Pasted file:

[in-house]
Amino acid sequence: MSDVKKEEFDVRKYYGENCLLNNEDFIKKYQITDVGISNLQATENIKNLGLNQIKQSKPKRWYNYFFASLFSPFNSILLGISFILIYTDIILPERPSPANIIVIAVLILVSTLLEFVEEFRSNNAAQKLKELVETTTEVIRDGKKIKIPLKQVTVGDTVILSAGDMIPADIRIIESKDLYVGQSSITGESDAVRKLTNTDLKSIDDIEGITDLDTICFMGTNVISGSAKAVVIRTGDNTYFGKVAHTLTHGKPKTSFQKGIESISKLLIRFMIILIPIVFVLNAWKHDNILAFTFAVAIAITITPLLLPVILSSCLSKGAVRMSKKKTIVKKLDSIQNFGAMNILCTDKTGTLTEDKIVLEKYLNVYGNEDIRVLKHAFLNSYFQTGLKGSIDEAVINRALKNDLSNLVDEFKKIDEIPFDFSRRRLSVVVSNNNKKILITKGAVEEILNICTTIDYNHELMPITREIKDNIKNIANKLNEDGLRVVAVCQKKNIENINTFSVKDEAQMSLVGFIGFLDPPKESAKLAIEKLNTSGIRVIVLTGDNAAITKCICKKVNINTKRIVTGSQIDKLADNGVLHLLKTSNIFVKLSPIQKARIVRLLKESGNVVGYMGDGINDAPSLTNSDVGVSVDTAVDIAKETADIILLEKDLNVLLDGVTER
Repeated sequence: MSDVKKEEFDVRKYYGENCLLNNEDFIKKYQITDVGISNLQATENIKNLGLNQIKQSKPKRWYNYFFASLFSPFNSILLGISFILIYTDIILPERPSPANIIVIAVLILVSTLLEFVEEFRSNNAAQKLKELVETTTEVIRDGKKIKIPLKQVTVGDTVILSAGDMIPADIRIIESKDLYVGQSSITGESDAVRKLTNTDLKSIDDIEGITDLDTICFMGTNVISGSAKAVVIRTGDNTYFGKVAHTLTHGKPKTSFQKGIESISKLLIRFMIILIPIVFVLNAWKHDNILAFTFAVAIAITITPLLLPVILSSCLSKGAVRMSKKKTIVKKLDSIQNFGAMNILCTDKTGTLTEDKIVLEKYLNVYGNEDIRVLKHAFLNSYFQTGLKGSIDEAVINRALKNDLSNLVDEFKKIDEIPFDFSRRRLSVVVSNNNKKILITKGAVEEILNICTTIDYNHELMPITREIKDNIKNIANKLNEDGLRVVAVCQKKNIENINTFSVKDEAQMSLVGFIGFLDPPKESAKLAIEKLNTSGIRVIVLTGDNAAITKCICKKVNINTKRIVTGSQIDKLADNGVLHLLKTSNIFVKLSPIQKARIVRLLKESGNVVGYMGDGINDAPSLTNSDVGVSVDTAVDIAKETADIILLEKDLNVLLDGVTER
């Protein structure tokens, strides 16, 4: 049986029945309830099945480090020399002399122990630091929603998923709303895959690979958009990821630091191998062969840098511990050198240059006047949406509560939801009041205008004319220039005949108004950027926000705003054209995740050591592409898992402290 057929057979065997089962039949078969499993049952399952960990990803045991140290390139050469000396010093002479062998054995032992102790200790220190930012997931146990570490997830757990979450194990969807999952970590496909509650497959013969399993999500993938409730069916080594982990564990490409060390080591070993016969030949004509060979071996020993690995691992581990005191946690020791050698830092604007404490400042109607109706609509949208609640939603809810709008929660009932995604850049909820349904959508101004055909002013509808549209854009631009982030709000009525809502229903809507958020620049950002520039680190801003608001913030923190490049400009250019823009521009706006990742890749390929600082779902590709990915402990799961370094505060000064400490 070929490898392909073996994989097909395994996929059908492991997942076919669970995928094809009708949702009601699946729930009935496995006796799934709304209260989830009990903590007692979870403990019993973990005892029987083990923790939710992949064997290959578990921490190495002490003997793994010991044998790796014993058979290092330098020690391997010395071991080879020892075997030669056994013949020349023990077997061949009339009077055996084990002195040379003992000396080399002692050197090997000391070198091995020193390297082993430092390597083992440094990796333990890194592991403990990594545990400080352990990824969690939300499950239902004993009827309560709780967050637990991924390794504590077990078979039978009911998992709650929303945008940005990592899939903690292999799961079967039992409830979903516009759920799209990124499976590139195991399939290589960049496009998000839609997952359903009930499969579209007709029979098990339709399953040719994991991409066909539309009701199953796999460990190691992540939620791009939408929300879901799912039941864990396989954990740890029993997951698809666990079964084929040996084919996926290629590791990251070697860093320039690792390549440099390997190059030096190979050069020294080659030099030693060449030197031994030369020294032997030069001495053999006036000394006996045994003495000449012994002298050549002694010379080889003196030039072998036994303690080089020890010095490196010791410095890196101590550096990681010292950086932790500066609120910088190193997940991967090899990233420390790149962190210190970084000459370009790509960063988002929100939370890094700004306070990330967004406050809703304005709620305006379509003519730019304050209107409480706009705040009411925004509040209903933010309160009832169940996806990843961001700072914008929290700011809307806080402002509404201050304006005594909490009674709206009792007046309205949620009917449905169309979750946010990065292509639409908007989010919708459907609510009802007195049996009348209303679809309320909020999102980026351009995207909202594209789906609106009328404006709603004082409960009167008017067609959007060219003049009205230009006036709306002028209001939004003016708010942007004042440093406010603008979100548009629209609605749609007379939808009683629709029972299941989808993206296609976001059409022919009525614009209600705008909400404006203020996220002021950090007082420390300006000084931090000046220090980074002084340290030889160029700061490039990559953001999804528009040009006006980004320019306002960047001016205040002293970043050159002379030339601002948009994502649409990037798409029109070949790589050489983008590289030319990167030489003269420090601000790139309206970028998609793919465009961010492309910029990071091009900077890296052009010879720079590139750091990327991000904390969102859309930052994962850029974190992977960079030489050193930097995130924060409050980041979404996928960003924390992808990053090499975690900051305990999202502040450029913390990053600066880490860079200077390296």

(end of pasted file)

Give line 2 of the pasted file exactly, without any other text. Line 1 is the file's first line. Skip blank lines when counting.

Amino acid sequence: MSDVKKEEFDVRKYYGENCLLNNEDFIKKYQITDVGISNLQATENIKNLGLNQIKQSKPKRWYNYFFASLFSPFNSILLGISFILIYTDIILPERPSPANIIVIAVLILVSTLLEFVEEFRSNNAAQKLKELVETTTEVIRDGKKIKIPLKQVTVGDTVILSAGDMIPADIRIIESKDLYVGQSSITGESDAVRKLTNTDLKSIDDIEGITDLDTICFMGTNVISGSAKAVVIRTGDNTYFGKVAHTLTHGKPKTSFQKGIESISKLLIRFMIILIPIVFVLNAWKHDNILAFTFAVAIAITITPLLLPVILSSCLSKGAVRMSKKKTIVKKLDSIQNFGAMNILCTDKTGTLTEDKIVLEKYLNVYGNEDIRVLKHAFLNSYFQTGLKGSIDEAVINRALKNDLSNLVDEFKKIDEIPFDFSRRRLSVVVSNNNKKILITKGAVEEILNICTTIDYNHELMPITREIKDNIKNIANKLNEDGLRVVAVCQKKNIENINTFSVKDEAQMSLVGFIGFLDPPKESAKLAIEKLNTSGIRVIVLTGDNAAITKCICKKVNINTKRIVTGSQIDKLADNGVLHLLKTSNIFVKLSPIQKARIVRLLKESGNVVGYMGDGINDAPSLTNSDVGVSVDTAVDIAKETADIILLEKDLNVLLDGVTER